Data on baseline characteristics, including demographics (age and gender) and medical history (hospital admission, procedure, prescribed drugs, and profile of comorbidity), were collected during the year before the index date (characterization period). Previous use of antihypertensive [at least 2 prescriptions of antihypertensive medications (ATC code: C02, C03, C07-9)]; lipid-lowering agents [at least 2 prescriptions of medications for dyslipidemia (ATC code: C10)]; anti-inflammatory drugs [at least 2 prescriptions of anti-inflammatory drugs (ATC code: M10)]; and respiratory disease agents [at least 2 prescriptions of medications for chronic obstructive pulmonary disease (ATC code: R03)] were also evaluated. The following events and conditions were also examined: previous cardiovascular hospitalizations [at least 1 hospitalization with a primary or secondary ICD-9-CM code diagnosis of hypertensive disease (ICD-9 codes: 401-405)], acute myocardial infarction (ICD-9 code: 410), coronary disease (ICD-9 codes: 411–414), heart failure (ICD-9 code: 428), stroke and other cerebral circulatory dysfunction (ICD-9 codes: 430-438); arteriosclerosis of the main arteries and aneurysm (ICD-9 codes: 440-442); renal function [at least one hospitalization discharge diagnosis of chronic glomerulonephritis (ICD-9 code: 582), nephritis and nephropathy not specified as acute or chronic (ICD-9 code: 583), chronic kidney disease (ICD-9 code: 585), renal failure, unspecified (ICD-9 code: 586) during the characterization period]. Hypoglycemia was evaluated as a value of in the last measurement prior to the index date. The use of a glycemic laboratory value instead of a hypoglycemic discharge diagnosis code lets to avoid an underestimation of hypoglycemia cases, because previous studies have shown that only one-third of the overall cases of hypoglycemic episodes occurring in subject with diabetes resulted in hospital admission and, of these, only few cases had a hypoglycemia diagnosis code . Comorbidities were measured using the Charlson Comorbidity Index (CCI)  that assigns a score to each concomitant disease identified through treatments and hospitalizations during the characterization period; the CCI score reflects a patient’s overall health status. This same methodology has been widely used as a way to compare disease severity in observational retrospective studies when data are unavailable [22, 23].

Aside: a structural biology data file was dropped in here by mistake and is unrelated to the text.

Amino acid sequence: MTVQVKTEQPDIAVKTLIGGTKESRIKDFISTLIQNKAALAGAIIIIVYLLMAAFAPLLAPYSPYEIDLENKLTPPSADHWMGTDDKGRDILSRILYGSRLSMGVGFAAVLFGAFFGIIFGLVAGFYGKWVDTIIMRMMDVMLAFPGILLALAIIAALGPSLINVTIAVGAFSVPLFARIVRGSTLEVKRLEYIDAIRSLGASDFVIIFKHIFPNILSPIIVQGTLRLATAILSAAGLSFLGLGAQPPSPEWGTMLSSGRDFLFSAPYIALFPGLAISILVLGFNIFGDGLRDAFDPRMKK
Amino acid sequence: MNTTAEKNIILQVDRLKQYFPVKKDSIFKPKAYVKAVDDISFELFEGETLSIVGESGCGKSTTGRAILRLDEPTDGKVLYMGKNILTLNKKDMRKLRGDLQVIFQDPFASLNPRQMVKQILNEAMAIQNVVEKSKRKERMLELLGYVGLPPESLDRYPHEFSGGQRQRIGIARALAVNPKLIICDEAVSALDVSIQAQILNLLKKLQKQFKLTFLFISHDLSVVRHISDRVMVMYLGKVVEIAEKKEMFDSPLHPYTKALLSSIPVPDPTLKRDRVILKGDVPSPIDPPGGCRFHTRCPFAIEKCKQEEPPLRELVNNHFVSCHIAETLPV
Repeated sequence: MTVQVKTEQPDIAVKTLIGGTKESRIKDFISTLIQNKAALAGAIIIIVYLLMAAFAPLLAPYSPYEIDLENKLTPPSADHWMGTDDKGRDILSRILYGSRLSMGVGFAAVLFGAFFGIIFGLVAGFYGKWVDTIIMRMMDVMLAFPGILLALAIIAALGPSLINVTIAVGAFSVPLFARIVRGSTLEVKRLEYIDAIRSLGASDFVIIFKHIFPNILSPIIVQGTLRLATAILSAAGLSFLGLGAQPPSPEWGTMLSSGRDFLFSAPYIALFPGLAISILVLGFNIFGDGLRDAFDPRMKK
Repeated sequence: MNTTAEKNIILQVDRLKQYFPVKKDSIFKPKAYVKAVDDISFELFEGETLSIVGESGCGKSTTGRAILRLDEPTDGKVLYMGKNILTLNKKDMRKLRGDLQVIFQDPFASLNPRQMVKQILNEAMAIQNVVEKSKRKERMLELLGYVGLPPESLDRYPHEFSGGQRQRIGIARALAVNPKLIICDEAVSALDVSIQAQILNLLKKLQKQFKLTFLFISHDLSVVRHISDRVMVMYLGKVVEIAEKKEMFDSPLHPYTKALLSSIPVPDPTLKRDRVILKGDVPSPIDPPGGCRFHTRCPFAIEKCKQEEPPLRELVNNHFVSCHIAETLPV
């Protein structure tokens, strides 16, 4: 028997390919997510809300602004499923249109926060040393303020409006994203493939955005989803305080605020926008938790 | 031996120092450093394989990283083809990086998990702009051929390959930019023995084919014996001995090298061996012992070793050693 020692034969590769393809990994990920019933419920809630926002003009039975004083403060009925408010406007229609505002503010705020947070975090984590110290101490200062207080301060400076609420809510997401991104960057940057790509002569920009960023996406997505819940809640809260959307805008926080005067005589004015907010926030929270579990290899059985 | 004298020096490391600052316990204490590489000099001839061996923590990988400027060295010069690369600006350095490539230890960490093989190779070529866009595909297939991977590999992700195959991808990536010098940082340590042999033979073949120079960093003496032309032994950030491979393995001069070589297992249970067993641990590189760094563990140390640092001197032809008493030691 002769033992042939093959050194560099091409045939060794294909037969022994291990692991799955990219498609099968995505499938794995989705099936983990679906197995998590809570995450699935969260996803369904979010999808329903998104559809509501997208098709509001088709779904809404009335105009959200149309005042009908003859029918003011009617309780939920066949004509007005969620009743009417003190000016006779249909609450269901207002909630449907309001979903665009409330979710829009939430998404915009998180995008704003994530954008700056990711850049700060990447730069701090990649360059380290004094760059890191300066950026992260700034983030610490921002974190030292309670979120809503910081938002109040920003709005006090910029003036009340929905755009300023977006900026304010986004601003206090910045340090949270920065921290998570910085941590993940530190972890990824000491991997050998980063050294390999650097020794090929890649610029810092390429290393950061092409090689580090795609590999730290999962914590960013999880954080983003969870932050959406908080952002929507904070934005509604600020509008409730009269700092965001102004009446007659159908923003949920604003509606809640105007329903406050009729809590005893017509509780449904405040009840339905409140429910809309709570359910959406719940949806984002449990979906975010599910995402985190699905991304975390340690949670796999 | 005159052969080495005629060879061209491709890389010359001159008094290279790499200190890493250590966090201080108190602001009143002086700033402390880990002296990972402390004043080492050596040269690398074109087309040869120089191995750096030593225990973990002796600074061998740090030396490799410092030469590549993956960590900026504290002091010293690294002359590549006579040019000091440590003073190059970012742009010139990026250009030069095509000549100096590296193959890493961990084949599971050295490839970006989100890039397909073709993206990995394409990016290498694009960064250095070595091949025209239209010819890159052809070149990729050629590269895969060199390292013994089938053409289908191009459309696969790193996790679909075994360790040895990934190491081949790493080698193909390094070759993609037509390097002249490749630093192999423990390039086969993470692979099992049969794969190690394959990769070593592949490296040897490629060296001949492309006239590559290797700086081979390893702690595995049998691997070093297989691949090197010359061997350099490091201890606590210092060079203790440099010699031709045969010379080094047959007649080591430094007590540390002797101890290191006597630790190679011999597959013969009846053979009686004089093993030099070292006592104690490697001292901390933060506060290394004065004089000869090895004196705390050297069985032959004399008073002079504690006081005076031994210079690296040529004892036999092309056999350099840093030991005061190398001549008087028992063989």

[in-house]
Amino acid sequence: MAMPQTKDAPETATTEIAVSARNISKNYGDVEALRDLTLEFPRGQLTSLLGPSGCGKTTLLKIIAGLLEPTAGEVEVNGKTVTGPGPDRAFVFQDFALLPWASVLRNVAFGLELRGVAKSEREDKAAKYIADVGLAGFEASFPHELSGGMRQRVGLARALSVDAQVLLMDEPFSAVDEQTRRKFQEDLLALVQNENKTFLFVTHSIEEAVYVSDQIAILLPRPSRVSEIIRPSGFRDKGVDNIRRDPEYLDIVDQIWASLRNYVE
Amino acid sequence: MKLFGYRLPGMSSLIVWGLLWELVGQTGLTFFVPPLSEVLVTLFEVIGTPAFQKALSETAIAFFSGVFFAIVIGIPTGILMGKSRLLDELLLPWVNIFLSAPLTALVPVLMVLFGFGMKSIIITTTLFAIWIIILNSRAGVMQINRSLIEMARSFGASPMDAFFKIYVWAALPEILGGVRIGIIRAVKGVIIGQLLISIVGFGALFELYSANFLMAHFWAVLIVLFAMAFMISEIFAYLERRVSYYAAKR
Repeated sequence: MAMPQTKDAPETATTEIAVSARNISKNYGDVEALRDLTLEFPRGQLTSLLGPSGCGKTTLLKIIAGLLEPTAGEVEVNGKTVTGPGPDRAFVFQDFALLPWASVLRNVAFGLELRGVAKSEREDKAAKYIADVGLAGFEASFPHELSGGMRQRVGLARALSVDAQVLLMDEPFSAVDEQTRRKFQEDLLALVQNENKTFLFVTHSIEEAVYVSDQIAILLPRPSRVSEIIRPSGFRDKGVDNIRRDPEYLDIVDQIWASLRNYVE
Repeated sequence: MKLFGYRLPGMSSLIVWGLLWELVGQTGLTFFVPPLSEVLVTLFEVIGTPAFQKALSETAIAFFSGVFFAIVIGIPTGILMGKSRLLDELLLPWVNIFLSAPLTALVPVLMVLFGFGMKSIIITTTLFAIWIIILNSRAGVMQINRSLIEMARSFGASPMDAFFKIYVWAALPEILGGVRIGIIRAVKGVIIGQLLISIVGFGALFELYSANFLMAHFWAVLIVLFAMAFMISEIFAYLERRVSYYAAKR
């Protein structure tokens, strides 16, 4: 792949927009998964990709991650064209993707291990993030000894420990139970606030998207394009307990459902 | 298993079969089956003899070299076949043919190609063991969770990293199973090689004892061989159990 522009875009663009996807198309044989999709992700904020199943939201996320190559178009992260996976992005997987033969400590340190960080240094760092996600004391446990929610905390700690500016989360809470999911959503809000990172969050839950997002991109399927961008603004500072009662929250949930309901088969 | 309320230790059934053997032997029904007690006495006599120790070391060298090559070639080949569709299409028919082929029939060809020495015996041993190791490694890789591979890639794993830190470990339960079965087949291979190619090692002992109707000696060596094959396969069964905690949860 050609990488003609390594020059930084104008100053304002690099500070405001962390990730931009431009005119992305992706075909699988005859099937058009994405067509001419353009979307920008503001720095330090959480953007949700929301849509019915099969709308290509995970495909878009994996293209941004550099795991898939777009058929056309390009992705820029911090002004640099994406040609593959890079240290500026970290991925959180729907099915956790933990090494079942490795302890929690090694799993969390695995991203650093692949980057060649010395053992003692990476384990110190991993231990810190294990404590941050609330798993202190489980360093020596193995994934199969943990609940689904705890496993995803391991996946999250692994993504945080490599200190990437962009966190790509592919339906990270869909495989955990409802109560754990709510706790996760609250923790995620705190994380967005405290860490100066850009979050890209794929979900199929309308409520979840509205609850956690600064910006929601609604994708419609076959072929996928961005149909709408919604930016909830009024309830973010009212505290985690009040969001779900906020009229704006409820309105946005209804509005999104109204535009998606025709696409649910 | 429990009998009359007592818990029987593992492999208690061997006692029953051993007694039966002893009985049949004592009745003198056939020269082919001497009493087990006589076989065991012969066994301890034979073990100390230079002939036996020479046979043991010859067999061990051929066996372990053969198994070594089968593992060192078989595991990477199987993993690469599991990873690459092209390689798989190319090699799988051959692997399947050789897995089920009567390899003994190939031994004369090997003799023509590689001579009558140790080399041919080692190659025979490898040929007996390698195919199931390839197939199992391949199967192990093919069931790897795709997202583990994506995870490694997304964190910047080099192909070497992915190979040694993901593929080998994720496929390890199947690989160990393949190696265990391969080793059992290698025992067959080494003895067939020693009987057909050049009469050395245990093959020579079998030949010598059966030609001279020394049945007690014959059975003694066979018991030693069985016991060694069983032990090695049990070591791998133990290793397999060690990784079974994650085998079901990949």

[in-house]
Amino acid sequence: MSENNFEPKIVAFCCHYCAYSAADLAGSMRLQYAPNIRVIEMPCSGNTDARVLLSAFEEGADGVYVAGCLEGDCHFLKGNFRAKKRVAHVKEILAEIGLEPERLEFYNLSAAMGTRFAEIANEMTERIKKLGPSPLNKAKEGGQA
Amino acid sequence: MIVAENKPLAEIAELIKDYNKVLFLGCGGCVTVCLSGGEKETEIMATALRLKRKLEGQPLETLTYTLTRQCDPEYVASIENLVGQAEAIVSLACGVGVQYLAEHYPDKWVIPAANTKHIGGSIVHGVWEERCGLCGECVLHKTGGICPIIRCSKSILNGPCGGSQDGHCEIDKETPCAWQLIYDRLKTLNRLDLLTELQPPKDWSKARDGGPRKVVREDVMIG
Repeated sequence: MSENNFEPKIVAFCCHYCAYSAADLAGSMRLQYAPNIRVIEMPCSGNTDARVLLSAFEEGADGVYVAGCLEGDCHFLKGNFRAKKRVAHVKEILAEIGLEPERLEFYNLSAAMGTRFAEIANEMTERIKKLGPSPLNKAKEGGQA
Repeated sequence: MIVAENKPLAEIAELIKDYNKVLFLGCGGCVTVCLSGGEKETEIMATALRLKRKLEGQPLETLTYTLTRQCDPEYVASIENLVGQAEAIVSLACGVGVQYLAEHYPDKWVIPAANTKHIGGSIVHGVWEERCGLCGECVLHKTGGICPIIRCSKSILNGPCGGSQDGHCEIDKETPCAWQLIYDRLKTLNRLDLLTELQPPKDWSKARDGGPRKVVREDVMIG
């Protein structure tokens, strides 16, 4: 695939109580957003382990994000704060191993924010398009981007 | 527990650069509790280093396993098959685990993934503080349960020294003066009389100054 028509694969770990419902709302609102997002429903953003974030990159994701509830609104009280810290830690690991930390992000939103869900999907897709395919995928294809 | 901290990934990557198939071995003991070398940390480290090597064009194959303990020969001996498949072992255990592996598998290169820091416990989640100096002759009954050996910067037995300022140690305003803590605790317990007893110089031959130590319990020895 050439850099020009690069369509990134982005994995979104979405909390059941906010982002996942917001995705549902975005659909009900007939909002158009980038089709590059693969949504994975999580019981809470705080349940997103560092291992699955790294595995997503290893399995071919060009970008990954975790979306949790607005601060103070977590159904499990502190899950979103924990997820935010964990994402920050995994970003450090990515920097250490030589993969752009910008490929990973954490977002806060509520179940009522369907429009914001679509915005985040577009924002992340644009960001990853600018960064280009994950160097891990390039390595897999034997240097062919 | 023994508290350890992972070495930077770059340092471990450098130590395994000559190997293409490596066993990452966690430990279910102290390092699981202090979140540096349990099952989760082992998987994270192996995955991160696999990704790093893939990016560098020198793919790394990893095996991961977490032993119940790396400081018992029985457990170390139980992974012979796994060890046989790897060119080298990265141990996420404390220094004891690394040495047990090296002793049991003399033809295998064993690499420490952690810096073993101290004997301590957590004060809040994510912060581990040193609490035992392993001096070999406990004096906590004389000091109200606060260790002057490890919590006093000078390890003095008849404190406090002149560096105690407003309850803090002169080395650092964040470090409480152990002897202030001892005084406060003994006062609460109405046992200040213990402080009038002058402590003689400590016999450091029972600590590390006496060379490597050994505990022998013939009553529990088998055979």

Among the included patients, the HbA1c level was evaluated both at baseline (index date) and during the follow-up period, respectively. The HbA1c levels were stratified as <7, , , and ≥9% [24, 25]. Daily doses of insulin for treatment groups, according to insulin regimen during the follow-up period, were also assessed.
Naïve patients were defined as those who had no prior insulin glargine prescription filled during the year preceding the index date.
2.4. Medication Adherence
The daily average dose was calculated by dividing the dose between the first and the penultimate prescription for the number of days between the index and the last prescription dispensed during the 12 months of the follow-up period. For each patient, the duration of treatment was calculated by dividing the total prescribed dose divided by the average daily dose. The medication adherence to insulin glargine during the follow-up period was measured by the calculating the MPR, defined as the percentage of time a patient had access to the medication, i.e., the duration of treatment divided by the duration of the follow-up period (365 days or less in case of death). Adherence was reported as proportion of patients with .
2.5. Statistical Analysis
Continuous variables are reported as the mean value and standard deviation (SD) or median and interquartile range; categorical variables are shown as percentages and absolute numbers. To test differences between groups, we used Pearson’s 2 test for categorical data; in case of continuous variables, we used the analysis of variance (ANOVA) to test hypotheses about the means and Kruskal-Wallis to test hypotheses about medians. Differences were considered statistically significant with . All analyses were performed using STATA SE, version 12.0, and data management was carried out using Microsoft SQL Server 2012.
2.6. Study Endpoints
(1)Description of demographic and clinical characteristics of T2DM patients treated with insulin glargine U100(2)Pharmacoutilization of insulin glargine in T2DM patients (evaluation of daily dose, treatment pattern, and adherence to treatment)
During the study enrolment period (2012), we identified 54,385 patients with a diagnosis of T2DM (about 6.4% of the health-assisted individuals). Figure 1 shows the details of the inclusion criteria. Of the 54,385 patients identified in the database, 7,422 were on treatment with insulin glargine between January 1, 2013 and December 31, 2014, and the analyses were conducted on these subjects.